I met Mick and Mike about a month ago quite by chance. They ran past my house as I was leaving for a day trip to Brighton with my mother. We were already in the car and about to drive off as they ran past; the moment I saw them I cut the engine and chased after them on foot.
As a young teenager our family took part in a sponsored bike ride for the RNIB. At the time we were a big cycling family and owned a tandem that my brother and I would sometimes race with my dad. We rode stoker (the person on the back) to his pilot. As part of the charity bike ride, my dad rode pilot to a blind stoker, as did many other people taking part, and the memory has always stuck with me. When I saw Mick run past, being guided by Mike, it resonated, and I knew it was too important a story to miss. I ended up photographing them both in the car park of the closed down pub opposite my house.
I rarely ask to do follow up shoots with people I’ve met spontaneously. I have tried a few times but the results are invariably no better than the ones taken ‘in the moment and in some cases they have been worse. I’ve learned that my work is at its best when it is spontaneous and in the moment (or perhaps it is me that is at his best in this situation). But Mick and Mike are local and the story is compelling so I felt I wanted to do a follow up.
Mick lost his sight 16 years ago as a result of a genetically inherited condition that can result in blindness in later life. His children and siblings are also carriers of the genetic marker, but only time will tell if they also end up losing their sight. I cannot fathom how difficult it must be to lose a faculty as significant as sight at any age but Mick seems to have embraced this desperately unfortunate outcome as if it were an opportunity to stick two fingers up at mother nature. In fabulous defiance of his condition, Mick only took up marathon running and triathlon after he lost his sight. He trains with Mike, as well as other members of Horsham Joggers, but it is with Mike he seems to have developed a particular bond. It is very apparent that they both get something profound from their engagement with each other; they run using a chord that they both hold so that they are ‘tethered’ together. Mike provides enough commentary to both guide Mick and paint mental pictures for him to help his orientation and his enjoyment.
I arranged to meet them in the local park at first light. It was cold and clear and I hoped that the mist and frost would add an extra dimension to the composition over the original portrait, which had been shot mid-morning on an otherwise bright but overcast day. I wanted to photograph them after they had been for a run partly because I wanted their body heat to be visible if possible and partly because I wanted their activity to be an authentic part of the composition. I also wanted their running attire, in particular their hi-vis vests, to be part of the composition. This was one of the elements that worked so well in the original; in addition to being very bright and visually arresting, the hi-vis jackets also told the story of their partnership without needing any additional explanation.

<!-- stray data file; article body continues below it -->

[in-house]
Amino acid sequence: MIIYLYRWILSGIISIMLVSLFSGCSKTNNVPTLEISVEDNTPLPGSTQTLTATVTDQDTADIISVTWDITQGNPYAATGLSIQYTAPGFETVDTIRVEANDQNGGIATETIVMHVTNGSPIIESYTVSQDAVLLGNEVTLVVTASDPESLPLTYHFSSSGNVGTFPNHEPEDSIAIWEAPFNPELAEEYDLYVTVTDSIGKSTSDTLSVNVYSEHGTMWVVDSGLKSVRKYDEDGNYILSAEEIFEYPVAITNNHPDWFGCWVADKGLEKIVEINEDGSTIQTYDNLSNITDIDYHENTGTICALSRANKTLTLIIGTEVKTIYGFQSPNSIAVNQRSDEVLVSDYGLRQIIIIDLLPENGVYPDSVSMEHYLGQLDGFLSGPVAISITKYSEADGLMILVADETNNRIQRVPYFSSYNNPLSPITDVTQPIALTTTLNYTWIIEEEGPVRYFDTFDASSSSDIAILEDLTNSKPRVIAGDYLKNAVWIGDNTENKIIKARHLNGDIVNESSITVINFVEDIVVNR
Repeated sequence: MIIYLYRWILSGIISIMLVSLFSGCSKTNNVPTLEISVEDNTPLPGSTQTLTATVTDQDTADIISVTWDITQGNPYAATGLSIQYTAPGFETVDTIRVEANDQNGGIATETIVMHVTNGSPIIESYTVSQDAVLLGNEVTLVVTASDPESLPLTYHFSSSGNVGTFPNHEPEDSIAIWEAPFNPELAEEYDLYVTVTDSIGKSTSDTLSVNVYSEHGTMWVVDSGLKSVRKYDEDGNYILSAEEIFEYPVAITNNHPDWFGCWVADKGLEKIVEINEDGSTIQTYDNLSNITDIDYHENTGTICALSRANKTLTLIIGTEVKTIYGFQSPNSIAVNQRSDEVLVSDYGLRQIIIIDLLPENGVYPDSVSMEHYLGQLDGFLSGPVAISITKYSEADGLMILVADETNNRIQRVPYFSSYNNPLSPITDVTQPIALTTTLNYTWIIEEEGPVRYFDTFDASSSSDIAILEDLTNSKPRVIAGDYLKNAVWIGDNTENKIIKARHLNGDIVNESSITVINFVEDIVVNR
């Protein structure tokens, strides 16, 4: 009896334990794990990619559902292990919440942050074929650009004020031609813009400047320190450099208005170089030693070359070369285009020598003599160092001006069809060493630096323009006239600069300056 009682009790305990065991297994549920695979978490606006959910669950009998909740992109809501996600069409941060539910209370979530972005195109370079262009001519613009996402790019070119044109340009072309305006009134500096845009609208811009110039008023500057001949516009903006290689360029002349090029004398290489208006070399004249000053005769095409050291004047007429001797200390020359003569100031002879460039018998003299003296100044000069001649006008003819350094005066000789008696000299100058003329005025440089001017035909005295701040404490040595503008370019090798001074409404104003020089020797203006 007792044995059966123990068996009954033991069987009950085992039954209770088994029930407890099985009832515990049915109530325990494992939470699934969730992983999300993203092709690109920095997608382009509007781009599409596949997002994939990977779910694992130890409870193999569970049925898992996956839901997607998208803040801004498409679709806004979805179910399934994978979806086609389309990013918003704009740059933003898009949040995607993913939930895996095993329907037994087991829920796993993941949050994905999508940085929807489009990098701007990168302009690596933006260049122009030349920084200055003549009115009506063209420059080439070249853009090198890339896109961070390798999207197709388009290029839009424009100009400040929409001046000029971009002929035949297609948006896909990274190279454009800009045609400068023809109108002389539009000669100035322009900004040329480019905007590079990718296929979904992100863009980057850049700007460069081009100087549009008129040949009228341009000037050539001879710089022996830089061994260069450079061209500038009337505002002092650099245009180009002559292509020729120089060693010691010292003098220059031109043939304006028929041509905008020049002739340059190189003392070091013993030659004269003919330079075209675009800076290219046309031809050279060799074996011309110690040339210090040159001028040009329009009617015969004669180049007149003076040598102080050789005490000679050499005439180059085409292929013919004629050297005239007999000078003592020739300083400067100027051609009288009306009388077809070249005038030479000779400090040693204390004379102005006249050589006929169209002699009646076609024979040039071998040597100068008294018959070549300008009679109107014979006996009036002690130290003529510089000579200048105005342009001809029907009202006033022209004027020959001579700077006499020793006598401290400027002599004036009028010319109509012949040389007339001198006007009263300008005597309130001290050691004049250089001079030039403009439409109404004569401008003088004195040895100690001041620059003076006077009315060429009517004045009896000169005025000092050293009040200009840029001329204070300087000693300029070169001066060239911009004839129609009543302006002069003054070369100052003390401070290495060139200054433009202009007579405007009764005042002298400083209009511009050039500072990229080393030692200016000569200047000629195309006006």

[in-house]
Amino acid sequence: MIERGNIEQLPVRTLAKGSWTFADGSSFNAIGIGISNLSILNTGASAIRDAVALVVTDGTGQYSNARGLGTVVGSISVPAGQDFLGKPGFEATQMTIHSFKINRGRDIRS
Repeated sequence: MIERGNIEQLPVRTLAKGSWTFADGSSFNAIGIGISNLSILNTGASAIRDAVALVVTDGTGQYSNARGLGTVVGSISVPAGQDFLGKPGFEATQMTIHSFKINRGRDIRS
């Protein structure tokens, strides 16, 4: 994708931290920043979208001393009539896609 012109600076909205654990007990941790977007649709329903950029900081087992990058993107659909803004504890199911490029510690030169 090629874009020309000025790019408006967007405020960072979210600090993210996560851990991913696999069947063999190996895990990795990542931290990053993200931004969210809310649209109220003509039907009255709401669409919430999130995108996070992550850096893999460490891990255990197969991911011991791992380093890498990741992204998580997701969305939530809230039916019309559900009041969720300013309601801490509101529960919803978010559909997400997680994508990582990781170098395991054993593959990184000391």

Photography, for me at least, is about looking and seeing; it’s about seeing the things we take for granted and the things we often miss because we are too busy or too preoccupied. When I set out to photograph Mick the irony of making a portrait of someone who is blind was not lost on me; if anything I wanted romantic irony to prick the viewer into reassessing the value of their own vision and to start trying to ‘see’ as well as look. So it was particularly ironic when having got home and downloaded the files from the shoot, that I noticed that the vests Mick and Mike had previously worn, and which marked each out as the ‘blind runner’ and the ‘guide for blind runner’, had somehow got mixed up. Mick was wearing the guide’s vest and Mike the blind runner’s.
How could I not seen this, in particular, how could I have not seen this while engaged in actively looking and seeing them, in photographing them? My first reaction was of incredible disappointment; the shoot was ruined and I would have to ask them to make this effort all over again (they started their run at 6.30am), something I wasn’t sure I could push my luck with. But then I reflected a little; the message about looking but not seeing, even when you think you are making the effort to see, is even more powerful. And there is an additional layer of romantic irony with the blind runner being the one who is now our guide; it is Mick, who despite his blindness undertakes incredible endeavours, who guides us and reminds us that our pursuits can always be noble and worthwhile irrespective of our (dis)ability.